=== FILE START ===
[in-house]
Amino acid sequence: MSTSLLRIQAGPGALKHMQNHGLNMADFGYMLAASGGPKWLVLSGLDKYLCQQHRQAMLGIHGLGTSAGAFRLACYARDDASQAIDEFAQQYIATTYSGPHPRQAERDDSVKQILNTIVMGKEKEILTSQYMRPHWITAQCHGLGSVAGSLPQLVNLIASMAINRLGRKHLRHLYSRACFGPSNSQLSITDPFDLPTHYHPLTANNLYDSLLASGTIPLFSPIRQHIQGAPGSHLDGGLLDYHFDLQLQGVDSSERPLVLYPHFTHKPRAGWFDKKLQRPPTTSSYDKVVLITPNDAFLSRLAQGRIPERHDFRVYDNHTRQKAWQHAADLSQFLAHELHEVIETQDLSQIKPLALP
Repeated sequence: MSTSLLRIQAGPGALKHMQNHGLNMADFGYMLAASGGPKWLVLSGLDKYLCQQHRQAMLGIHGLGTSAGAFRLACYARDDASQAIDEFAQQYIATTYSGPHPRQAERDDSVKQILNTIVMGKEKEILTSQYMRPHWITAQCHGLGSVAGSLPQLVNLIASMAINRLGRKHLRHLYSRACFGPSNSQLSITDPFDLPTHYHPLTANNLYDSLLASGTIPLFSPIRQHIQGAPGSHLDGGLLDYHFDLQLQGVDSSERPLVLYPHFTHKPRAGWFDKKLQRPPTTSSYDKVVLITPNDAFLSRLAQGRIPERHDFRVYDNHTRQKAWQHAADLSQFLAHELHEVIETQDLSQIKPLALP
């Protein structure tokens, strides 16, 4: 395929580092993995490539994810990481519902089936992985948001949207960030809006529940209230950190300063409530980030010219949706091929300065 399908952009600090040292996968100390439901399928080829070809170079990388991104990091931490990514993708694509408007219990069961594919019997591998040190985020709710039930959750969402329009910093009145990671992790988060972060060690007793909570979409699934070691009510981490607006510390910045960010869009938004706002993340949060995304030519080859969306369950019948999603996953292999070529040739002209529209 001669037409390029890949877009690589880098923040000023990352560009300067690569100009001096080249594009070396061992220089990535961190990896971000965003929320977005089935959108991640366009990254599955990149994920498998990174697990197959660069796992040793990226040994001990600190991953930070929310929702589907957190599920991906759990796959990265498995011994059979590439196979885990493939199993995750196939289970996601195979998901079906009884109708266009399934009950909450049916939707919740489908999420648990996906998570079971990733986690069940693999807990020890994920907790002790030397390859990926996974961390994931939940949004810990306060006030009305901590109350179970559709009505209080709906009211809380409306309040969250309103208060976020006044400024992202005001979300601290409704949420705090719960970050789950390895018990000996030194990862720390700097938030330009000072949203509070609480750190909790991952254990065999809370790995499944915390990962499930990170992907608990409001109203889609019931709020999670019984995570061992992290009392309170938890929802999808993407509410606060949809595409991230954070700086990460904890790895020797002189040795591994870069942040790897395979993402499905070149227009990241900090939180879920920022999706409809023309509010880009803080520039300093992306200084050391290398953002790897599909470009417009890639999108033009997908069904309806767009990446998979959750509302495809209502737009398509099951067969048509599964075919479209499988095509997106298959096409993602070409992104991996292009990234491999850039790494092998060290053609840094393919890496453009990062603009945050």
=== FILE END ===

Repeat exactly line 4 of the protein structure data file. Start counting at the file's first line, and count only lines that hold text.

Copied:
């Protein structure tokens, strides 16, 4: 395929580092993995490539994810990481519902089936992985948001949207960030809006529940209230950190300063409530980030010219949706091929300065 399908952009600090040292996968100390439901399928080829070809170079990388991104990091931490990514993708694509408007219990069961594919019997591998040190985020709710039930959750969402329009910093009145990671992790988060972060060690007793909570979409699934070691009510981490607006510390910045960010869009938004706002993340949060995304030519080859969306369950019948999603996953292999070529040739002209529209 001669037409390029890949877009690589880098923040000023990352560009300067690569100009001096080249594009070396061992220089990535961190990896971000965003929320977005089935959108991640366009990254599955990149994920498998990174697990197959660069796992040793990226040994001990600190991953930070929310929702589907957190599920991906759990796959990265498995011994059979590439196979885990493939199993995750196939289970996601195979998901079906009884109708266009399934009950909450049916939707919740489908999420648990996906998570079971990733986690069940693999807990020890994920907790002790030397390859990926996974961390994931939940949004810990306060006030009305901590109350179970559709009505209080709906009211809380409306309040969250309103208060976020006044400024992202005001979300601290409704949420705090719960970050789950390895018990000996030194990862720390700097938030330009000072949203509070609480750190909790991952254990065999809370790995499944915390990962499930990170992907608990409001109203889609019931709020999670019984995570061992992290009392309170938890929802999808993407509410606060949809595409991230954070700086990460904890790895020797002189040795591994870069942040790897395979993402499905070149227009990241900090939180879920920022999706409809023309509010880009803080520039300093992306200084050391290398953002790897599909470009417009890639999108033009997908069904309806767009990446998979959750509302495809209502737009398509099951067969048509599964075919479209499988095509997106298959096409993602070409992104991996292009990234491999850039790494092998060290053609840094393919890496453009990062603009945050």